Vocal Cord Paralysis

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by AarianaRichmond
Last updated 5 years ago

Human Anatomy

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Vocal Cord Paralysis

Vocal Cord Paralysis

Vocal cord paralysis occurs when the nerve impulses to your voice box ,also know as your larynx, are disrupted. This results in paralysis of the vocal cord muscles. Vocal cord paralysis can affect your ability to speak and even breathe.

To elaborate there are acutally two different types of Vocal Cord Paralysis. There is Bilateral Vocal Cord Paralysis, which involves both vocal cords become stuck halfway between open and closed or not moving at all.

The other kind of Vocal Cord Paralysis is Unilateral Vocal Cord Paralysis. That condition is when only one side is paralysied halfway between open and closed or very limited movement.

Your Vocal Cords does'nt only help with producing sound but also breathing. When you breath your vocal cords open to let the air pass through the windpipe and close when speaking. When you have Vocal Cord Paralysis that disrupes the Respiratory and Nervous System. The Respiratory System is the set of organs that allows a person to breathe and exchange oxygen and carbon dioxide throughout the body. The Nervous System is made of invertebrates vary from a simple network of nerves to a complex nerve network under the control of a primitive brain.So when the Nervous is damaged and the vocal folds muscles don't work correctly it affects the Respiratory System because the vocal folds don't move properly to let air pass throughthe windpipe to the lungs.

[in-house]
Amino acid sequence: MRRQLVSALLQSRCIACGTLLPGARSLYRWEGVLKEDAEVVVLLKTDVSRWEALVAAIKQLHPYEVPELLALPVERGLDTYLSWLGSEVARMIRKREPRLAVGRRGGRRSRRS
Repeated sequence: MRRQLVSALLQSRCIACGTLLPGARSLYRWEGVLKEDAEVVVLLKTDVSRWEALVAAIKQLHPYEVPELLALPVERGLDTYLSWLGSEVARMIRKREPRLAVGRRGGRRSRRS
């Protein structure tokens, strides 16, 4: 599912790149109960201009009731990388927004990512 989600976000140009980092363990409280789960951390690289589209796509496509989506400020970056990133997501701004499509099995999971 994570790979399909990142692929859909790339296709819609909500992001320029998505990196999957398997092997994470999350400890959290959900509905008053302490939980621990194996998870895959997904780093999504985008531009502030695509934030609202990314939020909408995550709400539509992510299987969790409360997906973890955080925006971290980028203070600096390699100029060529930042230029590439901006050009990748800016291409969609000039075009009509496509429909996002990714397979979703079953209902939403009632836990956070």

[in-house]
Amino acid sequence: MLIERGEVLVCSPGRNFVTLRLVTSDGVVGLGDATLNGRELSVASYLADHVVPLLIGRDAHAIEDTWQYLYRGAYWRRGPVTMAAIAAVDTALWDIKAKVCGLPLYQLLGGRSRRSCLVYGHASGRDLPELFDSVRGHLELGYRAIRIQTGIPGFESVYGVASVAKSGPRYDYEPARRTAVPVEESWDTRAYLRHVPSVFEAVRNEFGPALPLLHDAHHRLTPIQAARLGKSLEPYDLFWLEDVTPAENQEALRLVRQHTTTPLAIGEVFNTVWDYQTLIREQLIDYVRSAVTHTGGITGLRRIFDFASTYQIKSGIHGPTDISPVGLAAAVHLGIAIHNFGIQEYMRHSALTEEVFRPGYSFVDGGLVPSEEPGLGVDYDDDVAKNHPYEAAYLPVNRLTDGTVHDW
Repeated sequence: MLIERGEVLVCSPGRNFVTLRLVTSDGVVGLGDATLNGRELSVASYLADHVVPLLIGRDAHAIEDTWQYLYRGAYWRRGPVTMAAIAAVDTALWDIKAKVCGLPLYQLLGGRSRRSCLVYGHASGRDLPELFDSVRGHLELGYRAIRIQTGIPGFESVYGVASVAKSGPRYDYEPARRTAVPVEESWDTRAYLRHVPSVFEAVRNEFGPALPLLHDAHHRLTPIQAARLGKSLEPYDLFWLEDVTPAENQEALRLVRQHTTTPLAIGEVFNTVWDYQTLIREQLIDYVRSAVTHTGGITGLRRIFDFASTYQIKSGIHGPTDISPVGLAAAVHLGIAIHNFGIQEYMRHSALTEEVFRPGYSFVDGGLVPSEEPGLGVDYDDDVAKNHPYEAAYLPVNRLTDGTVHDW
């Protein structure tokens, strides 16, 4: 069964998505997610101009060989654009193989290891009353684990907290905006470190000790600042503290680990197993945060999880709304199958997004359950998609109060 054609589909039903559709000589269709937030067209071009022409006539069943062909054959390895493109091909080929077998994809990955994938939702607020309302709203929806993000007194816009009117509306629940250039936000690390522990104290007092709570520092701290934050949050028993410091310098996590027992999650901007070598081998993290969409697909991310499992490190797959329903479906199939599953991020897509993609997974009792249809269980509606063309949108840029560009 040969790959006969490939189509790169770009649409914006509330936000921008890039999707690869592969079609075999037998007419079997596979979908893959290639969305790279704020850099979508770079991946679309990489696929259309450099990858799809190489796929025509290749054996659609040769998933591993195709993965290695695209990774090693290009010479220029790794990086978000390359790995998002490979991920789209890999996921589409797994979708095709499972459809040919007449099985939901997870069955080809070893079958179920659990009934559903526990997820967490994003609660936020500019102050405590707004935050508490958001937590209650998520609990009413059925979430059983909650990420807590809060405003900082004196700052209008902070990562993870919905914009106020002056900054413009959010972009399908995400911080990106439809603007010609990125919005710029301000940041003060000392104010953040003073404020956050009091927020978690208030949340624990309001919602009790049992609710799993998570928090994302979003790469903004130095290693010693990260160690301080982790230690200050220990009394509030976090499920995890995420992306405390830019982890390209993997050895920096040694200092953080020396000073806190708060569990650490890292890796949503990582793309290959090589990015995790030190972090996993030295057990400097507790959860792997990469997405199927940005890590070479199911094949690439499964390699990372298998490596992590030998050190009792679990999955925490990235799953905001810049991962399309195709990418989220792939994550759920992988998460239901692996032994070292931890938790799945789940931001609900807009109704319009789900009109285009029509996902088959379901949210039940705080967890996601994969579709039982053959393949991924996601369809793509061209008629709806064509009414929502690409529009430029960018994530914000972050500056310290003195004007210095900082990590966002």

The risk factors Vocal Cord Paralysis can have is Your vocal cords are two flexible bands of muscle tissue that sit at the entrance to your windpipe (trachea). When you speak, the bands come together and vibrate to make sound. The rest of the time, your vocal cords are relaxed in an open position, so you can breathe. So when your vocal cords are paralyzed your it limites the movement and makes it hared to breathe.Symptoms OF Vocal Cord Paralysis:Some symptoms are breathy quality to the voiceHoarseness.Noisy breathing.Loss of vocal pitch.Choking or coughing while swallowing food, drink or saliva.The need to take frequent breaths while speaking.Inability to speak loudly.Loss of your gag reflex.


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